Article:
The sunny weather is why most of us choose to move to – or stay in – Florida. But even if you mainline Vitamin D like it’s your job, with an average of 240 sunny days annually, any Floridian worth their sea salt needs intermittent respite from the rays. Since it’s likely you’ve already outfitted your outdoors with quality patio furnishings, including an umbrella in the deck décor is a natural fit. But how do you make sure you get the right outdoor ‘brolly for your space? We break it down in three simple steps below:
1. Assess your space
Before you even set a sandaled foot in a store, assess the specific umbrella area. Will it cover a large or small table? If you’re in the market for a bigger umbrella, you’ll need to determine if it will interfere with any part of a roof, gutter or overhang. You’ll also want to keep safety in mind if placing an umbrella near an outdoor kitchen or grill and ensure there’s enough distance between it and any flame elements. Also, look at how the umbrella impacts the flow of traffic in your outdoor space; they can quickly go from convenient to cumbersome if placed in the way of natural foot traffic. Finally, scan your overall backyard; what kind of plants and flowers are planted in beds? What kind of planters do you have, and what plants do they hold?
2. Choose the right size
Next, you’ll need to get out the measuring tape and start looking at numbers. How big is the space in which the umbrella will sit? What about what it’s meant to cover (table, seating area, lounge chairs, etc.)? For tables, these general measurements typically apply:
|Table Size (Diameter, inches)||Umbrella Size (Diameter, feet)|
|30” – 36”||6’ – 8’|
|38” – 48”||9’ – 11’|
|54” – 60”||11’+|
As mentioned above, you’ll also want to measure from floor to roof, gutter, or overhang to ensure your umbrella doesn’t interfere with any of these elements.
As it can be hard to accurately visualize the right umbrella in a space, even with measurements in front of you, Leader’s Casual Furniture offers customers our handy Room Planner that lets you see your space to scale on screen. Among its many features, this tool allows you to recreate your patio space using your measurements and virtually “try-out” different umbrellas. Click here to get to the Room Planner to give it a try!
3. Pick your style
Now that you have a good grasp of your overall outdoor space, think about your preferred style – the fun part!:
Most, but not all, outdoor umbrellas are round. Some are octagonal (known as market umbrellas, which we mention below), while there are newer, rectangular models available to shade longer outdoor tables.
- Market: Widely popular, larger and usually of higher quality, like those you see on café patios. These are typically octagonal with vented tops.
- Pagoda: Asian-inspired parasol-style umbrellas that have an architectural, pagoda-like shape.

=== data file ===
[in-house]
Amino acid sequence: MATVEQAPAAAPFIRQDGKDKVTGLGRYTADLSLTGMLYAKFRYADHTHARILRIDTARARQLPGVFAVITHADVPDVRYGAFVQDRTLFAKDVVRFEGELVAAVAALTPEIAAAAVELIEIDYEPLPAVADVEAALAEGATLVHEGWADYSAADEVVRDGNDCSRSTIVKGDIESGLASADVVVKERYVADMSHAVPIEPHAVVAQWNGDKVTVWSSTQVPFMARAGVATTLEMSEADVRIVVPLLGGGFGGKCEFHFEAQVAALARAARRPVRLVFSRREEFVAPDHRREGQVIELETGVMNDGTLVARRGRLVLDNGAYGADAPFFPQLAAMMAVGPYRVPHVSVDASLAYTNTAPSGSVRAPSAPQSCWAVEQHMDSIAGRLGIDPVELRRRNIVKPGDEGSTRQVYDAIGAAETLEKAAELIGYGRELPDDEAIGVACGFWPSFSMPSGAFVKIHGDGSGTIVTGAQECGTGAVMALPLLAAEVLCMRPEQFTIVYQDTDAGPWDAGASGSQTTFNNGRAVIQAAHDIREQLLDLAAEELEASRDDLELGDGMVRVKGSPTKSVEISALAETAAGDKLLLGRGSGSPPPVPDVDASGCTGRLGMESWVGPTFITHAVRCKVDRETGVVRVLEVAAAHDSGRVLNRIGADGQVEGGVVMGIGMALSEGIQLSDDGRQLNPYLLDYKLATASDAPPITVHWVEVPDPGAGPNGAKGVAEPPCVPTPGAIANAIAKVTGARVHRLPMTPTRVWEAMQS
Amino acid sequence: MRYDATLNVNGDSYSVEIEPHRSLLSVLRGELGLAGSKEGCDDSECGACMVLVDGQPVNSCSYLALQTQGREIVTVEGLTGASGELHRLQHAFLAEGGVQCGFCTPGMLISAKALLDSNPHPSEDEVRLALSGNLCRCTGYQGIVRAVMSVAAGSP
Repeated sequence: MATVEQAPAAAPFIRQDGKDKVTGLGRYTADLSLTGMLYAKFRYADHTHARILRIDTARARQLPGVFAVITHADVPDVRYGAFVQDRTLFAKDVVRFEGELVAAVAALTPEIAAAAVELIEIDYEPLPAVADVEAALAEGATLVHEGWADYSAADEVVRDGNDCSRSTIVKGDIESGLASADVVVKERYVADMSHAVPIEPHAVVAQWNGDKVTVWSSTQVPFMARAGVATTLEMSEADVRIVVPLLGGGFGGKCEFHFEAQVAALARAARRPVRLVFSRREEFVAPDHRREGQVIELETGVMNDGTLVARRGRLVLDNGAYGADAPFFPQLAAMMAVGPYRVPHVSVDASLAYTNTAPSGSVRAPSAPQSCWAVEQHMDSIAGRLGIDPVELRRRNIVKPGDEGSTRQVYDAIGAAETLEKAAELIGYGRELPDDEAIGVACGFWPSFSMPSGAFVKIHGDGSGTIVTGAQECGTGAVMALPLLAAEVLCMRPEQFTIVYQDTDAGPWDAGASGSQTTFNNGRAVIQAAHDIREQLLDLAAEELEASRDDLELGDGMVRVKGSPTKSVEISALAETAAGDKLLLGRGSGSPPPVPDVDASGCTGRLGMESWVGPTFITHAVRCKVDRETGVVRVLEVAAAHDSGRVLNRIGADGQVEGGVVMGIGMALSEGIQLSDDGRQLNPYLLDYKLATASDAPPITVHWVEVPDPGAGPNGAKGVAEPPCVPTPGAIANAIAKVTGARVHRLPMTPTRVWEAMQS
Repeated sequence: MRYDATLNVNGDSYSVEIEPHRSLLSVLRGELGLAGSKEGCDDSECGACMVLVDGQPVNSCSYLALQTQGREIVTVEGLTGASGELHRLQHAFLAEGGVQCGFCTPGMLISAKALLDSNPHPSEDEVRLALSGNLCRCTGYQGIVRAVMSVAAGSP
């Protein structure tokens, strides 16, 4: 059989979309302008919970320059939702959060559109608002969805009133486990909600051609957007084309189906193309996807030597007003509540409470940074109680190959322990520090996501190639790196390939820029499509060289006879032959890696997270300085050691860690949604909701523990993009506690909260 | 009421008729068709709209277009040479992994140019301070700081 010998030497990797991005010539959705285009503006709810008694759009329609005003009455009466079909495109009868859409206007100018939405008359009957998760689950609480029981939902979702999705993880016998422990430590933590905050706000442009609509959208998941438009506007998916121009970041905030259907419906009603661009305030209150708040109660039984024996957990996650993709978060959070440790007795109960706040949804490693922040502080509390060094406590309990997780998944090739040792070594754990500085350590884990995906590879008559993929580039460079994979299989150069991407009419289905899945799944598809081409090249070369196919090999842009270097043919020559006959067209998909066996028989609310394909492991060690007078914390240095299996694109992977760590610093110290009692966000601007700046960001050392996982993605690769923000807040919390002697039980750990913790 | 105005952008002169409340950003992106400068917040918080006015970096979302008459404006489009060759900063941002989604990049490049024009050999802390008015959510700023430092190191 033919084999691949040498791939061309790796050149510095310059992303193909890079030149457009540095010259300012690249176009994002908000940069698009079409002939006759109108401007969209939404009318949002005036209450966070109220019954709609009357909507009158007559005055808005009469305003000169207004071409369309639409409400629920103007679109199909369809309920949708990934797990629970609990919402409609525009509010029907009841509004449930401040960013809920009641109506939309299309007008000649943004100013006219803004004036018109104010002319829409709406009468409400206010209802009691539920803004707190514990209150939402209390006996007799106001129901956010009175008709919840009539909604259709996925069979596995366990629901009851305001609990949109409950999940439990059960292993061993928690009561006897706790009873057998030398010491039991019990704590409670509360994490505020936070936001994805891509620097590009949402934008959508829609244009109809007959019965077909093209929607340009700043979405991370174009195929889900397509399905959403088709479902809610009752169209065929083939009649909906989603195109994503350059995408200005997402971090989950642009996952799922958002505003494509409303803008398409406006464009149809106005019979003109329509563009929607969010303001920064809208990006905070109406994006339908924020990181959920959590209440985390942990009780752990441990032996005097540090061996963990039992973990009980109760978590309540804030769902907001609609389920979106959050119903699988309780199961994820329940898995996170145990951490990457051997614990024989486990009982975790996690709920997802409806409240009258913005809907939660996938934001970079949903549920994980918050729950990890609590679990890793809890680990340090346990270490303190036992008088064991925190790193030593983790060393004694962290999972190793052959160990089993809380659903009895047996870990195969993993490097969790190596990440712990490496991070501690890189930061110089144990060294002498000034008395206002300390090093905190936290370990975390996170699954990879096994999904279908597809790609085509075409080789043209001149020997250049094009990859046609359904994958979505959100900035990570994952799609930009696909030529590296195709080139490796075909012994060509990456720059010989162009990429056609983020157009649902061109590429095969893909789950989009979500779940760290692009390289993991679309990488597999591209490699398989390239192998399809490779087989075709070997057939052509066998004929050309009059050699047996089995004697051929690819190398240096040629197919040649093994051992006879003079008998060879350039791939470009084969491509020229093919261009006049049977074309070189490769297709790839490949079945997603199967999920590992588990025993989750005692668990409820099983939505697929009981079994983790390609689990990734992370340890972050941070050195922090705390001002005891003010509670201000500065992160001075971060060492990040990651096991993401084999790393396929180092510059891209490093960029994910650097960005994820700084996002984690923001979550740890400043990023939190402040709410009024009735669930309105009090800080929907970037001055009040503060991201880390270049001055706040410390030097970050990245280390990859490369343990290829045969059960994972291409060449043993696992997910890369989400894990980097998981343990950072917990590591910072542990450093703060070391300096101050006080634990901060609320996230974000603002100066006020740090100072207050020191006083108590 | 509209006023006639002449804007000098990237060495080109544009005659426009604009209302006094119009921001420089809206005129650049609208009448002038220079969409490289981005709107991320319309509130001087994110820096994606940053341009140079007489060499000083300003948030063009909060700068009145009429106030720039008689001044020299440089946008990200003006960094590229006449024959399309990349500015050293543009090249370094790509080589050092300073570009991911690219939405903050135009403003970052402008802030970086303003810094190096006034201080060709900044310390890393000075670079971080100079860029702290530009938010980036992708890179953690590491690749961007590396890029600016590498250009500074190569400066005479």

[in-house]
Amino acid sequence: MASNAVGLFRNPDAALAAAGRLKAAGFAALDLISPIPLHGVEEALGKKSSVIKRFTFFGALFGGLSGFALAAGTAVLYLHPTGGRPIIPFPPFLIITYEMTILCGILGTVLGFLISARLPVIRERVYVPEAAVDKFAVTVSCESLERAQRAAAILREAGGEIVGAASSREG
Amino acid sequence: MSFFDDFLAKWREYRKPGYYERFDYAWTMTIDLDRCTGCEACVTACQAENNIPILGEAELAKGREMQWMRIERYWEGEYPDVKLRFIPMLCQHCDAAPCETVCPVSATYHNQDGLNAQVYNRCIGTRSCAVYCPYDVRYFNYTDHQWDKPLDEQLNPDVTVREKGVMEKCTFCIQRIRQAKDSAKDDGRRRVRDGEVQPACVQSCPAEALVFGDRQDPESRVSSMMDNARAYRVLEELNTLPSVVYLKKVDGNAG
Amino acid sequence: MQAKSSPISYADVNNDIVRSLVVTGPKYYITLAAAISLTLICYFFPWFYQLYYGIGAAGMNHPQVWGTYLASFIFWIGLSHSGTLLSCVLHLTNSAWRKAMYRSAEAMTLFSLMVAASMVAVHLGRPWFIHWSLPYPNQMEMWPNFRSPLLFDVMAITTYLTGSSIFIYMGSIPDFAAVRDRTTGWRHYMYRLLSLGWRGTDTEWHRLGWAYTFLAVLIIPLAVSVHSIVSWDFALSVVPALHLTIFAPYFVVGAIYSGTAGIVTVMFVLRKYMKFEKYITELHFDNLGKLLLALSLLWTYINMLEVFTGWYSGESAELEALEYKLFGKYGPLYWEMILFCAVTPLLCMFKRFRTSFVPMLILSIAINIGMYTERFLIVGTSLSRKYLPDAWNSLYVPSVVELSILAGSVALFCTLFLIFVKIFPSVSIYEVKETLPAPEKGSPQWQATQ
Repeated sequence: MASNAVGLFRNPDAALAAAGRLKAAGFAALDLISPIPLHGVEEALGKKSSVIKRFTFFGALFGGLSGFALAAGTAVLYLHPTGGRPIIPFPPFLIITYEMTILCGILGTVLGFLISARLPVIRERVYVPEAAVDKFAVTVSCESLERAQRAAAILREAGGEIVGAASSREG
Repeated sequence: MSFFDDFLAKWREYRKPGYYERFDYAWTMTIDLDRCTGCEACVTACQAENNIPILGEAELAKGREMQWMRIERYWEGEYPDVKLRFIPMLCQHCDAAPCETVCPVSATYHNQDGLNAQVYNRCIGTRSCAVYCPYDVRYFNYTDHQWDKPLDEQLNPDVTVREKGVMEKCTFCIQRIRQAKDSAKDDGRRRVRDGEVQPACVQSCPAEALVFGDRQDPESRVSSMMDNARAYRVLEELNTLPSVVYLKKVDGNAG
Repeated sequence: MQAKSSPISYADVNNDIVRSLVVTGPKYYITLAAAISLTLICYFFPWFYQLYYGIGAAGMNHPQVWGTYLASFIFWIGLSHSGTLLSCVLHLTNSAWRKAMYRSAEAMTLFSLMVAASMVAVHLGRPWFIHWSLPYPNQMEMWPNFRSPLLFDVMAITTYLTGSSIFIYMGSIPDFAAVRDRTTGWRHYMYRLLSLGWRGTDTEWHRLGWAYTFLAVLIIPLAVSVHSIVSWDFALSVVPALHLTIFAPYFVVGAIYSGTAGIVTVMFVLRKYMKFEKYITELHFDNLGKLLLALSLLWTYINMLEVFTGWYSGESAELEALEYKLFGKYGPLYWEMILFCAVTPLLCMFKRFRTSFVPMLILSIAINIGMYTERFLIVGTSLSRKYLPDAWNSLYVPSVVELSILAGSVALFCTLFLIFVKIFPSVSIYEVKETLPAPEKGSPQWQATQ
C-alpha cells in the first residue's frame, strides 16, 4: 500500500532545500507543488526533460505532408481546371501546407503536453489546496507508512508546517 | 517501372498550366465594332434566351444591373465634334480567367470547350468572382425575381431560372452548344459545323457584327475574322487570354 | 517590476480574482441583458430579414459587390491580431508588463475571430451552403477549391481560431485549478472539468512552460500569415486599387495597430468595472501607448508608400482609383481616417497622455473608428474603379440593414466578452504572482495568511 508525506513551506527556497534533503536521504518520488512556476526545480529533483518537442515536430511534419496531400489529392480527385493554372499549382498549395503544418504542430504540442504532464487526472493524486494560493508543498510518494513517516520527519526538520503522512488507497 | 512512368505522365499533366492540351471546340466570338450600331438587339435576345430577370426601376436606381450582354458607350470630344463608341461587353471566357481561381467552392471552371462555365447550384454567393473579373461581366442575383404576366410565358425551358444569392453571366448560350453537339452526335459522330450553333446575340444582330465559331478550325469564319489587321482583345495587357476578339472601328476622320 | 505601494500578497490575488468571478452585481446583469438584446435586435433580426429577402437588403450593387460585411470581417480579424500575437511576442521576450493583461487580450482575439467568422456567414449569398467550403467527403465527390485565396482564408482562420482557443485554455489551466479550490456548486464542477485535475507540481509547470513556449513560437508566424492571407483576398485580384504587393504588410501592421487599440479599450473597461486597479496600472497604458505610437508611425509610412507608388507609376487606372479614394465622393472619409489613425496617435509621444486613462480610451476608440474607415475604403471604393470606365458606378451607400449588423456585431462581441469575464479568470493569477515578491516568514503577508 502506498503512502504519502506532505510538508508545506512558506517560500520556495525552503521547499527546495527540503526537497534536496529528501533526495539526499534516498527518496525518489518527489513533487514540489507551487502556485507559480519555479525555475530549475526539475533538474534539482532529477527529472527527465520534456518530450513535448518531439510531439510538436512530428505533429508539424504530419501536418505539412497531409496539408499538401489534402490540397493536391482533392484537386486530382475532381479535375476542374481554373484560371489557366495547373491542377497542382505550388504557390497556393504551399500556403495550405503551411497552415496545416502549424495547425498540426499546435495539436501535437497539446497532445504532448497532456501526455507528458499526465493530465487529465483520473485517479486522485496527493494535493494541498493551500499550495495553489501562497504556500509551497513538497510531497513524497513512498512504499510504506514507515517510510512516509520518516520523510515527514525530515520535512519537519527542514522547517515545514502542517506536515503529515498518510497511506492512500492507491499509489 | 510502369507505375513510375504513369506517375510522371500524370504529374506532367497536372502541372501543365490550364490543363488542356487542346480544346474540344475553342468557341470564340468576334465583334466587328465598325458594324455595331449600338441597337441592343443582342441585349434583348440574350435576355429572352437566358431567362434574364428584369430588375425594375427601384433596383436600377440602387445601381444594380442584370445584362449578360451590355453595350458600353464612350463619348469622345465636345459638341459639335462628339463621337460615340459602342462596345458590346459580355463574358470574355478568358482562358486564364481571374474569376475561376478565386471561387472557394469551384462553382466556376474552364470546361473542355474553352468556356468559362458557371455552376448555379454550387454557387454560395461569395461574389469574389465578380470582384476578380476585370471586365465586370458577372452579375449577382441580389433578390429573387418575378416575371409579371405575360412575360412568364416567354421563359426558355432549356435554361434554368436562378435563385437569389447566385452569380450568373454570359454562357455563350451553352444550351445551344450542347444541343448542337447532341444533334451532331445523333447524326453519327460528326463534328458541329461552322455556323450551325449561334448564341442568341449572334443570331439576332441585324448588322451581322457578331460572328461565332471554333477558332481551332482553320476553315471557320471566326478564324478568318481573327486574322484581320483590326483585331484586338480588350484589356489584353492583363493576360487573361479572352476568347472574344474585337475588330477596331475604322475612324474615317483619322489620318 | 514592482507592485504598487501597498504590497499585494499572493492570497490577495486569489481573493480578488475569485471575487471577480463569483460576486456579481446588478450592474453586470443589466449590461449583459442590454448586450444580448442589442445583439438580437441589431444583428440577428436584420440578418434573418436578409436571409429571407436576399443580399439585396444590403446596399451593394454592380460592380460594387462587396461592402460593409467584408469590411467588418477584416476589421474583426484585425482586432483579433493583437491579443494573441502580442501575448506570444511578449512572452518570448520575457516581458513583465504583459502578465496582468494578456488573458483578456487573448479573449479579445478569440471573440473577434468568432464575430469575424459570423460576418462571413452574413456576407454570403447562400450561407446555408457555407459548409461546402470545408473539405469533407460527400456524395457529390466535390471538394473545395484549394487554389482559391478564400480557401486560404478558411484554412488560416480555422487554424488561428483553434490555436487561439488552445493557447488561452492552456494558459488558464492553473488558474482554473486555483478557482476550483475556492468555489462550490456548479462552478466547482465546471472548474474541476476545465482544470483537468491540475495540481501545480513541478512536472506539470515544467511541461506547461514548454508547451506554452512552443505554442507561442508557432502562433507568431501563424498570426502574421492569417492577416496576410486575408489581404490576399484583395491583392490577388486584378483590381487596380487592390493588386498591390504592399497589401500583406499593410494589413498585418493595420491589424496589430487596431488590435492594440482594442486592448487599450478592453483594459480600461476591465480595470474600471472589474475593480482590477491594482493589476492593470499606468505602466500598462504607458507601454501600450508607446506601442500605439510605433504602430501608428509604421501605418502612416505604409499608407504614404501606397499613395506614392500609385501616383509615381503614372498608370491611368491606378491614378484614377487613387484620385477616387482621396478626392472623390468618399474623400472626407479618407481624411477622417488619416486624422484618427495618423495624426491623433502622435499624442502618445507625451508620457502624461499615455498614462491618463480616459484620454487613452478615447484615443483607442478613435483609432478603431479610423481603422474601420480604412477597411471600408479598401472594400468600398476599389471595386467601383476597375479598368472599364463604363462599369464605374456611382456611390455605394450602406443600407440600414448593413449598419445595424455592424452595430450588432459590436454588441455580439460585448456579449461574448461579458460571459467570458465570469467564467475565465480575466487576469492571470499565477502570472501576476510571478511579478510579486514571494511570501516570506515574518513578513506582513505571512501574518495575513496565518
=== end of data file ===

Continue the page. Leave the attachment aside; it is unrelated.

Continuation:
- Cantilever: This type of umbrella is of the weighted base-and-pole variety and is offset away from the intended shade area (rather than inserted through a patio table). These are a good option for working around parameters such as small tables or ones without holes, lounge chairs near a pool, or a deep-seating set. An added benefit to these: They can be moved and adjusted easily as the sun moves, or as your patio layout changes.
Choosing umbrella material is two-fold; you must consider both the frame, and the umbrella canopy – the fabric part that actually does the shading.
Umbrella frames are traditionally constructed from wood, fiberglass, or aluminum – the latter of which is the most commonly used umbrella frame and pole material. With the right finish, aluminum resists all kinds of weather conditions, and is easy to clean and keep looking new (see how in our previous blog post on caring for aluminum!). Wood frames, especially an outdoor-tolerant wood like teak, ipe or eucalyptus, are also popular, albeit more expensive. Fiberglass is an excellent alternative to aluminum, as it is lightweight, flexible, non-corrosive and withstands various weather conditions.
The umbrella canopy material comes in a variety of options, including:
- Acrylic: A durable and colorfast fabric, suitable for outdoor umbrellas, cushions, pillows, and draperies, it is wrinkle-resistant and holds it shape well but note: it can be sensitive to high temperatures.
- Sunbrella: A popular line of outdoor-graded fabrics used to create durable, top-quality canopies that are fade and wear resistant.
- Polyester: Naturally hydrophobic (it dries faster than other materials) and ideal for rainy environments, polyester is durable, strong, and chemical-resistant, and can be solution-dyed almost any color.
- Olefin: Made from a polyolefin, a synthetic material that offers strength and durability at a lower price and resists fading, tears, stains, and mildew.
- Thatch: Refers to a traditional style of roof construction where straw and other natural materials are matted down to create an overhead covering, this is primarily used for its tropical appearance, but the material is also rot and fade resistant. Thatch’s unique ventilation properties also helps to create a cooler shaded space.
As for general look of your umbrella, you’ll feel spoiled for choice with options ranging from solids, striped, patterned or even logo umbrellas that can showcase your favorite beverage or sports team. This part ultimately comes down to personal preference, and what you feel would work well with the scheme and overall vibe of your current patio set-up. What complements the lounge look you’ve already got going?
So, while adding
an umbrella into your patio mix can feel like a daunting task, if you follow our
tips and guidelines above, you’re sure to find yourself made in the shade in no
time. Stop by one of our 19 Florida showrooms today
for your perfect new patio umbrella!